Esther Griffith Art

Flashback: Colorful ceramic bowl. One of the first glazed pots I ever did.

Flashback: Colorful ceramic bowl. One of the first glazed pots I ever did.

Anonymous asked: im in love with your artwork and your potters, and i was wondering if you would consider making coffee mugs for your easy shop?

Hi Anon,

Thank you for your kind words and for your interest in my work. I was actually thinking about this lately. Is this something that you’re really interested in? If so, I can create a custom pot for you.

Kind regards,

Esther

goldenboypress:

LEAH JENSEN
GOLDEN BOY PRESS Interview #139
With her fantastic new Renaissance series, we spoke to Leah Jensen about her 3D art, and the skill that goes behind it.  We learn about some details behind the pieces, as well as what she prefers to listen to when working.  We discover her thoughts on the absence of color.  Enjoy!
Could you introduce yourself?
Hi, I’m Leah from Cornwall. I make things from wood and clay.
What started it all?  What began your exploration of the 3D form?
I’ve been creating for as long as I can remember, it’s just what my family does. My grandpa was a wood carver, my grandma was a painter, my aunty is a ceramicist and works with glass, my mum does textiles. The list goes on and on…
Do you feel 3D forms express yourself more so than anything else?
It does, but not exclusively, I love drawing and painting too. There is something so therapeutic about doodling, also automatic writing and drawing fascinates me. One of the main reasons I enjoy drawing so much is that people rarely see what I create, so I have complete freedom to do whatever I want. I don’t have any concerns about it offending people or if people will appreciate it because it’s purely for my enjoyment. It’s great to do something completely different in a completely different style to my other work.
What’s your opinion on the absence of color?  Since that seems to be a consistent theme in your work.
Throughout my life I have gone through colour phases, for the last 5 or so years I have been strongly drawn to monochrome. I’ve tried to introduce colour but really felt it just didn’t work. Black and white are completely contrasting colours, and by bringing them together, the aim is that they will highlight each other and show off the beauty of the materials. Contrast is very important in my work, in colour, texture and even the processes. Working with clay is one of the most relaxing things I can do, which is completely different to working on a wood lathe, which I find exhausting and often leaves me with cuts and bruises.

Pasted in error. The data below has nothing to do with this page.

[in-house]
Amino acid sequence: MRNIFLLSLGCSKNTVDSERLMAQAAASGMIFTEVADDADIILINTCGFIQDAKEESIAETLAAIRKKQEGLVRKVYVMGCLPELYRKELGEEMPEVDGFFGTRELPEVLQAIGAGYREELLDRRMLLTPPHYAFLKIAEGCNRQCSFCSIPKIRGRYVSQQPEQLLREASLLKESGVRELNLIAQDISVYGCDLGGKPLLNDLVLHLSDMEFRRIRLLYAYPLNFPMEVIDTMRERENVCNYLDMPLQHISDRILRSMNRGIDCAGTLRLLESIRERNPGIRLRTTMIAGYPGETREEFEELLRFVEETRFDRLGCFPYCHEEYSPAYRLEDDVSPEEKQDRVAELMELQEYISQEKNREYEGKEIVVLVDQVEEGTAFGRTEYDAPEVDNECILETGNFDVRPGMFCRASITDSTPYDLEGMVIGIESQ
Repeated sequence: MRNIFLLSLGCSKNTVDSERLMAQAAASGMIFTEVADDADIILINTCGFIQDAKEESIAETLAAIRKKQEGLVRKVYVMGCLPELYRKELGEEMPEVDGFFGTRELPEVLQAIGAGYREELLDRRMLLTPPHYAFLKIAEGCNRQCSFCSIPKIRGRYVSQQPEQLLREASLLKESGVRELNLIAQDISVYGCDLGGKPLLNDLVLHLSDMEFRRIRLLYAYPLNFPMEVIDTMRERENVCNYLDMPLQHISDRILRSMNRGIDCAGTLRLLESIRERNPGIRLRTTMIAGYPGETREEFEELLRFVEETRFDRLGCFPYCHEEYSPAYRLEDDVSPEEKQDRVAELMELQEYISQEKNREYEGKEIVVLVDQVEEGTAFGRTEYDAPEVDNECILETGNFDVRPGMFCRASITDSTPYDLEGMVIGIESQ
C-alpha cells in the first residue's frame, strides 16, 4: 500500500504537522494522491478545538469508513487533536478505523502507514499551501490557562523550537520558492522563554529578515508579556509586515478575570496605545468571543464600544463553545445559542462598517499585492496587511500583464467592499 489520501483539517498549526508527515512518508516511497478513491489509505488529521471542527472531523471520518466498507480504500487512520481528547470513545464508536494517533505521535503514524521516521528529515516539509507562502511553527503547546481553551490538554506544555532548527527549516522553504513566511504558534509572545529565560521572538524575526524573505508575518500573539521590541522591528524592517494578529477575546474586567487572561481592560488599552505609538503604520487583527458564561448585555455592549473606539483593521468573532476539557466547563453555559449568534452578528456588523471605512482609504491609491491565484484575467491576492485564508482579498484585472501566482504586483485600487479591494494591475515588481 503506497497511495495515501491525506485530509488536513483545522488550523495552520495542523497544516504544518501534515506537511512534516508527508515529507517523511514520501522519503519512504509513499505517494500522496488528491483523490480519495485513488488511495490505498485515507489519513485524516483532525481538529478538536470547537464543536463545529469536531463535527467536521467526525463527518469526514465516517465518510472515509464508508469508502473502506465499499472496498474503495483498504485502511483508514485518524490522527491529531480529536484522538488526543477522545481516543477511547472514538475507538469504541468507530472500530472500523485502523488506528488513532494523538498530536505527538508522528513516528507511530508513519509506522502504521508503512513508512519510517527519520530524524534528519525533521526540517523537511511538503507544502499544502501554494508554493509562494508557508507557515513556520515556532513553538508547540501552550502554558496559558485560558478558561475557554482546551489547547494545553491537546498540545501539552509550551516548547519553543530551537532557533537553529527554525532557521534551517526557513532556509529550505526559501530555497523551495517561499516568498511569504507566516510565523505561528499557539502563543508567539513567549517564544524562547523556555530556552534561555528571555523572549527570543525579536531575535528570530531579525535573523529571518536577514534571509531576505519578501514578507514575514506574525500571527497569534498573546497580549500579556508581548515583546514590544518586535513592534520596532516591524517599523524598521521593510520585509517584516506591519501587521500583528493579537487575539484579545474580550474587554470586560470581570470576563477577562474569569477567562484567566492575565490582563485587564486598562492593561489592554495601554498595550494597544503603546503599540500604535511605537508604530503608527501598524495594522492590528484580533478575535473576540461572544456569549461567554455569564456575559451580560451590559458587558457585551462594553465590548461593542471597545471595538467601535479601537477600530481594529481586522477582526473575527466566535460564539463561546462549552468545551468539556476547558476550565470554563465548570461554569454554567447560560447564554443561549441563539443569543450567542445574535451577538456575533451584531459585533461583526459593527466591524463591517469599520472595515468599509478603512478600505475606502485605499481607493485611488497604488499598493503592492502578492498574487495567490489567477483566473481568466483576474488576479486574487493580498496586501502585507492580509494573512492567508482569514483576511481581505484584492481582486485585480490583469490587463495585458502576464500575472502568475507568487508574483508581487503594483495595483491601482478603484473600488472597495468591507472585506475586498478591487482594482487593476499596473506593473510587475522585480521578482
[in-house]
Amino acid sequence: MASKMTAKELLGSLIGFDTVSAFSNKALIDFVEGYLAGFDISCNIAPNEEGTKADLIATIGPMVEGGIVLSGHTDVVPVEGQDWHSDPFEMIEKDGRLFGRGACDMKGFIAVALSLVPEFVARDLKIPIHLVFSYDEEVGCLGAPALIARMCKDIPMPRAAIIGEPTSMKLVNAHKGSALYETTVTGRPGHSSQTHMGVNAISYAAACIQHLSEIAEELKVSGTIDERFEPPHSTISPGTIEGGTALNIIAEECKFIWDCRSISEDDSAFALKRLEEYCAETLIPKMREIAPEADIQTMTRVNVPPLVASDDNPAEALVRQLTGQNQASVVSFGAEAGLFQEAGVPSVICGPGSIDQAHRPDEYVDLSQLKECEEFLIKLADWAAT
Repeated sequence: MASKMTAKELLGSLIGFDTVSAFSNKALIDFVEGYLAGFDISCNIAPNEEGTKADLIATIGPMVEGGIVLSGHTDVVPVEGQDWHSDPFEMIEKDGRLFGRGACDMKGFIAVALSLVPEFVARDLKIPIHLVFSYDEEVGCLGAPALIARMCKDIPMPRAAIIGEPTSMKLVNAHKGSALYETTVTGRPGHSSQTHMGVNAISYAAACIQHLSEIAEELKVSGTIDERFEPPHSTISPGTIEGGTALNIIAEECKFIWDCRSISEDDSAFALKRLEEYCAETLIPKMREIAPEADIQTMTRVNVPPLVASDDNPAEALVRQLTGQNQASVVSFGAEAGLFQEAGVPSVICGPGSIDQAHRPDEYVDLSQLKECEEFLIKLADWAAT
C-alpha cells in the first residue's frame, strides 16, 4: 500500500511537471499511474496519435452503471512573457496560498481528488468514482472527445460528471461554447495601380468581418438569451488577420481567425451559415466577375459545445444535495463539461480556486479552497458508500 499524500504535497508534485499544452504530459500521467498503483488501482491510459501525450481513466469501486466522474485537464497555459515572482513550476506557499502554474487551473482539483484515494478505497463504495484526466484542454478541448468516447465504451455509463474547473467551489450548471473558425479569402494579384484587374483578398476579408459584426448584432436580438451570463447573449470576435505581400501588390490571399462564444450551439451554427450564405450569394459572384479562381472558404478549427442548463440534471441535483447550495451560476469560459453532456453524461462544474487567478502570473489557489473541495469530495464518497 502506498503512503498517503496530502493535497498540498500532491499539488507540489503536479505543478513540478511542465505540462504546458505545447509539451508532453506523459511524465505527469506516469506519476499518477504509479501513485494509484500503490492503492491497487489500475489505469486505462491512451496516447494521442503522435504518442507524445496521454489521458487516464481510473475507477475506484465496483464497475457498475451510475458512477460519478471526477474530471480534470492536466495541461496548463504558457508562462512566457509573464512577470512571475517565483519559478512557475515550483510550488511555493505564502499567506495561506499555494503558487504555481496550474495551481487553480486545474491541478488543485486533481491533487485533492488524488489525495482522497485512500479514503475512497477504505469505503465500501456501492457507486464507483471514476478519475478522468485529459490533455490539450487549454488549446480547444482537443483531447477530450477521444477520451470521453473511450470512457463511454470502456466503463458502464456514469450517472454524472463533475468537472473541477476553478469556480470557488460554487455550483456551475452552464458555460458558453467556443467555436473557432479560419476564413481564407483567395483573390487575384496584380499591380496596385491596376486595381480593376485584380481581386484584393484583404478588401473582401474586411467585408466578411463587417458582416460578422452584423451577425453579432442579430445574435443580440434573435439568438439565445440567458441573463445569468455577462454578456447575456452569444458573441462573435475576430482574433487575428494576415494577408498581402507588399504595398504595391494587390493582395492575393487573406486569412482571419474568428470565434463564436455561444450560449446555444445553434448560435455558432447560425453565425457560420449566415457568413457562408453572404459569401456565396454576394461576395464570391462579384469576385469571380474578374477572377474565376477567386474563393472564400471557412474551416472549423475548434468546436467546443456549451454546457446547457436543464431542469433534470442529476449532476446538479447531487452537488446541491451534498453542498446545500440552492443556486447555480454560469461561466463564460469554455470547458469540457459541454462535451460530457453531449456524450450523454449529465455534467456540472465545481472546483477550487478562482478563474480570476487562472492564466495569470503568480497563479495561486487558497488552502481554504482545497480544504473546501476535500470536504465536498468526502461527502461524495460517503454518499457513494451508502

How does your process usually unfold, when creating a new sculpture?
It’s always different. I have a sketchbook with me at all times and I get ideas from everywhere - blogs, magazines, architecture, and even dreams. Sometimes I will do mountains of research and copious amounts of drawing. Other times I will just get a block of clay and get on with it. It’s interesting to see the different results that come from completely different approaches.
Where do you work on your art?  Could you describe your work space?
Well at the moment I don’t really have somewhere to call home, so I work wherever I can find the space, as long as it has good light.
Do you prefer silence or noise when creating?
I never work in silence. Music is a huge part of my life, and I love that my work gives me an excuse to sit and listen all day. At the moment I mostly listen to the local bands from Falmouth. I’m a huge documentary fan too. The ceramic component of each of my vessels takes around 40 hours to carve, so that’s a lot of documentaries, I’m finding it harder and harder to find new ones to watch.
Could you tell our readers the inspiration behind your renaissance series?
I wanted to find a way of the patterns being dictated to me, I didn’t want to think about what the pattern looked like, I just wanted to concentrate on making it as clean and perfect as possible. I originally had the idea of pinning leaves to the clay to make patterns, but it didn’t work so I began to use images. I have been fascinated with renaissance painting for years, so I jumped at the chance to spend time examining them; the planning and maths that are behind the paintings are what I focused on in my research. I liked that there was a hidden structure that you couldn’t see, which is what I created in the carved patterns.
Where do you see yourself in a year from now?
I’m moving to London soon, but other than that I have no idea. Having just graduated, this is the first time in my life where I have no plans or idea on what’s going to happen next, and I find that quite refreshing
What makes you happy?
Pretty standard stuff - music, art, nature, relationships and making things of course.
Any closing comments?
Thank you very much!
__________
POI